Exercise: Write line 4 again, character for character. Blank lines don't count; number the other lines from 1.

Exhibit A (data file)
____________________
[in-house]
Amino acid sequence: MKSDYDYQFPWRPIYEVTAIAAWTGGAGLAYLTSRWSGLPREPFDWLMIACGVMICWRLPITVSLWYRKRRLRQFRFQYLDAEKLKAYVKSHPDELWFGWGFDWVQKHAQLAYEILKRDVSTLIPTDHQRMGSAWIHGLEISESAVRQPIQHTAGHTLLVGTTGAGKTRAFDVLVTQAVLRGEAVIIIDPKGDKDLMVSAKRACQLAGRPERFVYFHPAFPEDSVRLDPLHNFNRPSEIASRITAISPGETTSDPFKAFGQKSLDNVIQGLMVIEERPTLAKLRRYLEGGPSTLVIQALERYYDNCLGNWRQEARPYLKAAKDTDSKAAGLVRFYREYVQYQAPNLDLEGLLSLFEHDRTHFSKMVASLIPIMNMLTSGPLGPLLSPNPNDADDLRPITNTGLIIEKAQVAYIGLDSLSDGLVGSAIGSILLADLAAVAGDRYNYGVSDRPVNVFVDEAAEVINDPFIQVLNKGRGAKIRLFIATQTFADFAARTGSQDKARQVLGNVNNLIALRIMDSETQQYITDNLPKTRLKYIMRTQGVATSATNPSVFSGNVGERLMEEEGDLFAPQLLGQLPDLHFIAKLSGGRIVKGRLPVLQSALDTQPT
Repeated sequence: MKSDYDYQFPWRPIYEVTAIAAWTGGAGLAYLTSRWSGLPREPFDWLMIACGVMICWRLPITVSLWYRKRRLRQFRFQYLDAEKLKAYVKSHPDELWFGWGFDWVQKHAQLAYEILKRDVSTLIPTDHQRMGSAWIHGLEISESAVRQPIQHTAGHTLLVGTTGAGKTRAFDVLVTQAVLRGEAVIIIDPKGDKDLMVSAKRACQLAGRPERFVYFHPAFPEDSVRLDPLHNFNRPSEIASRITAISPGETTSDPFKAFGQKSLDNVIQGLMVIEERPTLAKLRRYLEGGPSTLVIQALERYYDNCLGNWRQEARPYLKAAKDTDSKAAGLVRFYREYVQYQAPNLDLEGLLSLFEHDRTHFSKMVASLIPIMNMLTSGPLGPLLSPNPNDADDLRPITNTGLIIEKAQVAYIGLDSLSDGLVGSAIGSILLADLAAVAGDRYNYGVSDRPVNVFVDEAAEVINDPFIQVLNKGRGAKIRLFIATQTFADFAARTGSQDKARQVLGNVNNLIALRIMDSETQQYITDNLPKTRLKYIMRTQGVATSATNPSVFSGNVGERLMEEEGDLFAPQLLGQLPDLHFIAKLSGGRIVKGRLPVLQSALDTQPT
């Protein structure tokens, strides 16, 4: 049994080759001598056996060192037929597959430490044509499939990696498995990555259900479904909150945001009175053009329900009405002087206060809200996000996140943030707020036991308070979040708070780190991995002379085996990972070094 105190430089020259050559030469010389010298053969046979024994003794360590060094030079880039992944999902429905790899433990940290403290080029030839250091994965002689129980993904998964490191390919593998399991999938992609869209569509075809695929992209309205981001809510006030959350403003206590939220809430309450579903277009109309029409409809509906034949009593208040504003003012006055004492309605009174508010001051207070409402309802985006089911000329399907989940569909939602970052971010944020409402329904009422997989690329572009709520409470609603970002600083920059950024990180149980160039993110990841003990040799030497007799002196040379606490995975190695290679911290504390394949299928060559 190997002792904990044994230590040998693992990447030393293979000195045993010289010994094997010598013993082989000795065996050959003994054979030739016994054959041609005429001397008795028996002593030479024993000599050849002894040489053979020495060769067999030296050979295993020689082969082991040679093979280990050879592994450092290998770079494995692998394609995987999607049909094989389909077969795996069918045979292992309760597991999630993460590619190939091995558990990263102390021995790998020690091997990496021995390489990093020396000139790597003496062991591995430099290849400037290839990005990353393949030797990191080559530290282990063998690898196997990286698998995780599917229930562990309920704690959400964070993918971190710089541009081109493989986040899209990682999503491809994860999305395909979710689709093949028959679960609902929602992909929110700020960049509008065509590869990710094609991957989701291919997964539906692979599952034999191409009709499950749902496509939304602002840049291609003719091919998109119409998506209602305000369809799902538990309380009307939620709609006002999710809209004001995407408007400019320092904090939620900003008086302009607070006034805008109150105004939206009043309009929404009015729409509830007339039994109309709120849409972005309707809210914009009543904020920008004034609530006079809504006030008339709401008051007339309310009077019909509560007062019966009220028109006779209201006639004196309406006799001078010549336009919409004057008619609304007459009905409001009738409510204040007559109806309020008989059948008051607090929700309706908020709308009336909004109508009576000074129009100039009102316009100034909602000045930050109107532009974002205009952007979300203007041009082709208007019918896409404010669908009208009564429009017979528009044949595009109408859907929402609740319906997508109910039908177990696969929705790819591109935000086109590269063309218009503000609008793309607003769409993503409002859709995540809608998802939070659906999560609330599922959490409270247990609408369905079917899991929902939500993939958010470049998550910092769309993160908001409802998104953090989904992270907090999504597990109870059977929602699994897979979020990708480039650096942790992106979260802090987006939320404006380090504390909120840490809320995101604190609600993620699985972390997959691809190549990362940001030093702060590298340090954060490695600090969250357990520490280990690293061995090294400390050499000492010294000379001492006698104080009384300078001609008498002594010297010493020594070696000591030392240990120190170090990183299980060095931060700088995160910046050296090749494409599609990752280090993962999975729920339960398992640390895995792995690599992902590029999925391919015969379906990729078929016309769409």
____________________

């Protein structure tokens, strides 16, 4: 049994080759001598056996060192037929597959430490044509499939990696498995990555259900479904909150945001009175053009329900009405002087206060809200996000996140943030707020036991308070979040708070780190991995002379085996990972070094 105190430089020259050559030469010389010298053969046979024994003794360590060094030079880039992944999902429905790899433990940290403290080029030839250091994965002689129980993904998964490191390919593998399991999938992609869209569509075809695929992209309205981001809510006030959350403003206590939220809430309450579903277009109309029409409809509906034949009593208040504003003012006055004492309605009174508010001051207070409402309802985006089911000329399907989940569909939602970052971010944020409402329904009422997989690329572009709520409470609603970002600083920059950024990180149980160039993110990841003990040799030497007799002196040379606490995975190695290679911290504390394949299928060559 190997002792904990044994230590040998693992990447030393293979000195045993010289010994094997010598013993082989000795065996050959003994054979030739016994054959041609005429001397008795028996002593030479024993000599050849002894040489053979020495060769067999030296050979295993020689082969082991040679093979280990050879592994450092290998770079494995692998394609995987999607049909094989389909077969795996069918045979292992309760597991999630993460590619190939091995558990990263102390021995790998020690091997990496021995390489990093020396000139790597003496062991591995430099290849400037290839990005990353393949030797990191080559530290282990063998690898196997990286698998995780599917229930562990309920704690959400964070993918971190710089541009081109493989986040899209990682999503491809994860999305395909979710689709093949028959679960609902929602992909929110700020960049509008065509590869990710094609991957989701291919997964539906692979599952034999191409009709499950749902496509939304602002840049291609003719091919998109119409998506209602305000369809799902538990309380009307939620709609006002999710809209004001995407408007400019320092904090939620900003008086302009607070006034805008109150105004939206009043309009929404009015729409509830007339039994109309709120849409972005309707809210914009009543904020920008004034609530006079809504006030008339709401008051007339309310009077019909509560007062019966009220028109006779209201006639004196309406006799001078010549336009919409004057008619609304007459009905409001009738409510204040007559109806309020008989059948008051607090929700309706908020709308009336909004109508009576000074129009100039009102316009100034909602000045930050109107532009974002205009952007979300203007041009082709208007019918896409404010669908009208009564429009017979528009044949595009109408859907929402609740319906997508109910039908177990696969929705790819591109935000086109590269063309218009503000609008793309607003769409993503409002859709995540809608998802939070659906999560609330599922959490409270247990609408369905079917899991929902939500993939958010470049998550910092769309993160908001409802998104953090989904992270907090999504597990109870059977929602699994897979979020990708480039650096942790992106979260802090987006939320404006380090504390909120840490809320995101604190609600993620699985972390997959691809190549990362940001030093702060590298340090954060490695600090969250357990520490280990690293061995090294400390050499000492010294000379001492006698104080009384300078001609008498002594010297010493020594070696000591030392240990120190170090990183299980060095931060700088995160910046050296090749494409599609990752280090993962999975729920339960398992640390895995792995690599992902590029999925391919015969379906990729078929016309769409």